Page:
When my husband and I were raising our children, we were not born again believers. We were not disciples of Christ. We were not seeking to follow Him. We were not seeking to learn from His word. That has changed! Now, only by His grace, that has all changed. I have been changed and my husband has been changed. As God’s word tells us, we have been transformed, a new creature!
As the excitement and wonder of Christmas is in full throttle for most of us, I reflect on how we did Christmas with our children. If I were to raise children again, because I have been changed and transformed by Christ, our Christmas season would be changed and transformed as well. It would look different now than it did all those years ago!
We’ve always known Christmas was about the birth of Jesus. We told our children it was all about Jesus. We were regular church attenders and our children went to Sunday school, so the birth of Christ was not some far off, foreign concept to us. We SAID Christmas was all about Jesus. We told our children that Christmas was all about Jesus, but all the activities that occupied our time and energy and left us stressed and utterly exhausted, had almost nothing to do with Jesus.
I can remember so well, the list of things to do. The expectations that other people placed on me. The expectations I placed on myself. It all left me drained. Completely drained. Stressed. Overwhelmed. Trying to please everyone and strained family relationships. Wishing it would just be over.
If our Christmas celebration was a varsity team, Jesus didn’t make the cut.
Our varsity team players, in no particular order were: Christmas trees, lights, ornaments, decorations, santa, visiting santa, writing santa letters, baking, shopping, manipulating our children to ask santa for a toy that we could find and afford. Oh how shopping for the “hot toy of the season” can suck the life right out of you. Christmas cards, more baking, wrapping, finding stocking stuffers, more shopping, financial distress. Coaching the kids once again to ask for toy “B” instead of toy “A” because santa was going to run out of toy “A.” More shopping, wrapping, baking, late nights. Christmas cards start arriving in the mail and I haven’t even started mine. More late nights. More of meeting those expectations. Joy…gone. Peace…gone. The most wonderful time of the year? No it wasn’t. My heart ached for something more!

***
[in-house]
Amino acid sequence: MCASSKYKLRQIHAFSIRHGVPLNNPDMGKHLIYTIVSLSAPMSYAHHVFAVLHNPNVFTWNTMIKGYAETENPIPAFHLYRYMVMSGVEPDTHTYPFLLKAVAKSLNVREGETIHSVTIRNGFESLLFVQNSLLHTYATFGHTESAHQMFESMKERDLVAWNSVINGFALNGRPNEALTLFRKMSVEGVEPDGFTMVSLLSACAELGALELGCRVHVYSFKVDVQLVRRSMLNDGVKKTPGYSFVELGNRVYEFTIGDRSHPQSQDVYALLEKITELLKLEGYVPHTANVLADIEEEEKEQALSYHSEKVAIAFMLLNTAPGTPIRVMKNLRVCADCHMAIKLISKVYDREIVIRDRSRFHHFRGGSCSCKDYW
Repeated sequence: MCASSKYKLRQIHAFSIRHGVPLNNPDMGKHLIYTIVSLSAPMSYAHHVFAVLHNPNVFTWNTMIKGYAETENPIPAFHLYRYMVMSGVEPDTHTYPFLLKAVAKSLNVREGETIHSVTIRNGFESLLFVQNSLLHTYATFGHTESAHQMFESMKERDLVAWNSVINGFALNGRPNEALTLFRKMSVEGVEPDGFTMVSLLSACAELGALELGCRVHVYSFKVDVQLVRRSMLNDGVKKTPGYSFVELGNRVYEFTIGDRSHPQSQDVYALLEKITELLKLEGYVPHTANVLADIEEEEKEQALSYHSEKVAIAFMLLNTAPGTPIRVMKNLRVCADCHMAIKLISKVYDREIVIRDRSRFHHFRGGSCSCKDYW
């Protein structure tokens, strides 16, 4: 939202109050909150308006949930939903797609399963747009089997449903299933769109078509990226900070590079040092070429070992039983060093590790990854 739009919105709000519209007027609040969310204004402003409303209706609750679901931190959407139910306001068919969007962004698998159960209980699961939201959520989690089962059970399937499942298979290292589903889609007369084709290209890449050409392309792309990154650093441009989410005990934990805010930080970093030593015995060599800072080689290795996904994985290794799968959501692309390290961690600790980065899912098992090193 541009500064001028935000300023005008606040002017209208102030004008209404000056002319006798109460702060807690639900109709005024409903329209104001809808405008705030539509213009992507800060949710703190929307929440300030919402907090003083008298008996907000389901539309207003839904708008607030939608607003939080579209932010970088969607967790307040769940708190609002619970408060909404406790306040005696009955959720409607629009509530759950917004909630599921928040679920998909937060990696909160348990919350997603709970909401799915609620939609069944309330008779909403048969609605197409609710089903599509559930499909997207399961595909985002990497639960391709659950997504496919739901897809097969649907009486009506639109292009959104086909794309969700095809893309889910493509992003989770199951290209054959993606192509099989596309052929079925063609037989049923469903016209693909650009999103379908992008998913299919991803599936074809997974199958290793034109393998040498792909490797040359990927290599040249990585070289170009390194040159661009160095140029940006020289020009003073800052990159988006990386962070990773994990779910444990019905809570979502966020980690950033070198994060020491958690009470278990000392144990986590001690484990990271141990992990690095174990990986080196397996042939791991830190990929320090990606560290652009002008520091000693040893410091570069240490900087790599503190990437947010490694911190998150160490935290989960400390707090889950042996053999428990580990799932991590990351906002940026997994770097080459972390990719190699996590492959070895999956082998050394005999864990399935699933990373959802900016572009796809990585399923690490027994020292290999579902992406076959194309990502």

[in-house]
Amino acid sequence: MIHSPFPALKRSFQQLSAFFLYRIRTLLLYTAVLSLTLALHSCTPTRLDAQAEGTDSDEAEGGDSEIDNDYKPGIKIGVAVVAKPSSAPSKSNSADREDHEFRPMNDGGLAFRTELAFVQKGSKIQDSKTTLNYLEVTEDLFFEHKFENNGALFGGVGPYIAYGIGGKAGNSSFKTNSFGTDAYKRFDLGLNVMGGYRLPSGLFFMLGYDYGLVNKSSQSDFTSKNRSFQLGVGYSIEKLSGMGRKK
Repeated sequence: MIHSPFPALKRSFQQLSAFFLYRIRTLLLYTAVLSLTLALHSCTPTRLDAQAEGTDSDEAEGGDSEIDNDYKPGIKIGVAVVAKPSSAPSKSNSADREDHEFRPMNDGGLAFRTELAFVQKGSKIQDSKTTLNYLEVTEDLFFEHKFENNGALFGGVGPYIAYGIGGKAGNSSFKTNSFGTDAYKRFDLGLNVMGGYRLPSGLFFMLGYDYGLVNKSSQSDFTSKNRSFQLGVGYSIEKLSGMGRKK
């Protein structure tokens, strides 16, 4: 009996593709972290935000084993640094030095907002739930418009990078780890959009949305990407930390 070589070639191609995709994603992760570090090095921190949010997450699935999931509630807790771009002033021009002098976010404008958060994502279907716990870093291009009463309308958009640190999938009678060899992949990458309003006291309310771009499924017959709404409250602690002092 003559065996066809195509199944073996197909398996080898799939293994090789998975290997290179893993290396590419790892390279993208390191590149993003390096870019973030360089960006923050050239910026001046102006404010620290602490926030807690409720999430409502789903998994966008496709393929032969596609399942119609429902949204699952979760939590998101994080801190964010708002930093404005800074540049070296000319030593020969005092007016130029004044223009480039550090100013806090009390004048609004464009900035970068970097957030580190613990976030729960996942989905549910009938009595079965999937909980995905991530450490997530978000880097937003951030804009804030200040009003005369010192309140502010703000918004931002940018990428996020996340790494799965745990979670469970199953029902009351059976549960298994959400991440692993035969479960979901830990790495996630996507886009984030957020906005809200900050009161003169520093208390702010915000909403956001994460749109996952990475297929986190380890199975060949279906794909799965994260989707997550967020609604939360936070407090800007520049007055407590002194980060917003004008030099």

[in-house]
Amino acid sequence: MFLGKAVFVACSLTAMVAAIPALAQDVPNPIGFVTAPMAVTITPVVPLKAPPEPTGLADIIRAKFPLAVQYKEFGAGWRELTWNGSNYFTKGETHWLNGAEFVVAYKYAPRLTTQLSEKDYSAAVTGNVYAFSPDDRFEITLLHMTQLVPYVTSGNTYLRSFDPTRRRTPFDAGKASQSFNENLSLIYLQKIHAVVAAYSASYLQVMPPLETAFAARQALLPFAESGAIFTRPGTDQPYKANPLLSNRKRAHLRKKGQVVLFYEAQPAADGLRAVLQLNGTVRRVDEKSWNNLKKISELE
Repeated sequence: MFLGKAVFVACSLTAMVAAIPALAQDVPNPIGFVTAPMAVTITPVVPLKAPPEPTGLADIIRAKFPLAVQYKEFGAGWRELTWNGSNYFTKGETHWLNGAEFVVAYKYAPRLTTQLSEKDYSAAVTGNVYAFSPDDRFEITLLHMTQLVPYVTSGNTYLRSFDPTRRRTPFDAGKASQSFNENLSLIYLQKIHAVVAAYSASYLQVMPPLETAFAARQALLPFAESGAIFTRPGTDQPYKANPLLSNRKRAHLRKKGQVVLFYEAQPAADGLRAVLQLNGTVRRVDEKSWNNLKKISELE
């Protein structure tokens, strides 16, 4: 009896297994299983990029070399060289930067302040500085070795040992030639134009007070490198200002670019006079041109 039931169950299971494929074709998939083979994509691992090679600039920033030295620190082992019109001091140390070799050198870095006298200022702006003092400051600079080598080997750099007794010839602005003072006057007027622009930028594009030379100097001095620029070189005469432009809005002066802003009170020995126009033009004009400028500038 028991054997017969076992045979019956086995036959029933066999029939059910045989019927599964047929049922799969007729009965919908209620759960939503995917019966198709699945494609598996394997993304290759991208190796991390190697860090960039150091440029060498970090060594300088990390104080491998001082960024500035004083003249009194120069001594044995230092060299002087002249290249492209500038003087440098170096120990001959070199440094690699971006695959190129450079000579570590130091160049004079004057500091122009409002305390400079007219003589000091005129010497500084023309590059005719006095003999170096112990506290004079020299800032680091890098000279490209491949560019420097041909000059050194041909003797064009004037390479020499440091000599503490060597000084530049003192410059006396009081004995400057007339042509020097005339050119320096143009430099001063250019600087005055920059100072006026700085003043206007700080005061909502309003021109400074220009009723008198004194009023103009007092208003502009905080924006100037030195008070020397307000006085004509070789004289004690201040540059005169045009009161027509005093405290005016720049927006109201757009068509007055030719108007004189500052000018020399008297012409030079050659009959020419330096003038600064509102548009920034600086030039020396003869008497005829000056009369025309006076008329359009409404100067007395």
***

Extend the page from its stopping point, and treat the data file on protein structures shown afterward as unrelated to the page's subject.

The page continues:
I now know the reason my heart ached. I know the reason I was overwhelmed, exhausted and stressed. It was because Jesus was an afterthought in all of this Christmas hubbub! As these varsity players stood in the limelight of Christmas, Jesus sat quietly on the sidelines, patiently waiting to be noticed.
Instead of staying up late wrapping presents, I needed to be spending time wrapped in His presence! It is in the stillness and quiet that we hear Him whisper our name.
So, what would I change? What would I do different? With all the things the world has come up with to put Jesus on the sidelines of Christmas, HOW, OH HOW do we divert all the excitement and wonder of Christmas back to Jesus? If I had the chance to raise my children again, here is how I would do Christmas differently.
As parents, the way we spend our time and energy preparing for Christmas, the things that take priority on our to-do list of Christmas activities must be Christ centered. IT MUST BE! Otherwise our actions speak louder than our words and what our children SEE us doing will make more of an impact than what we SAY about Christmas. Are decorations, baking, lights, trees, shopping, Christmas cards and visits to santa wrong? NO! They are not. I’m not a fun hater. BUT, they must to be on the JV team. They must come 2nd, or 3rd or 4th.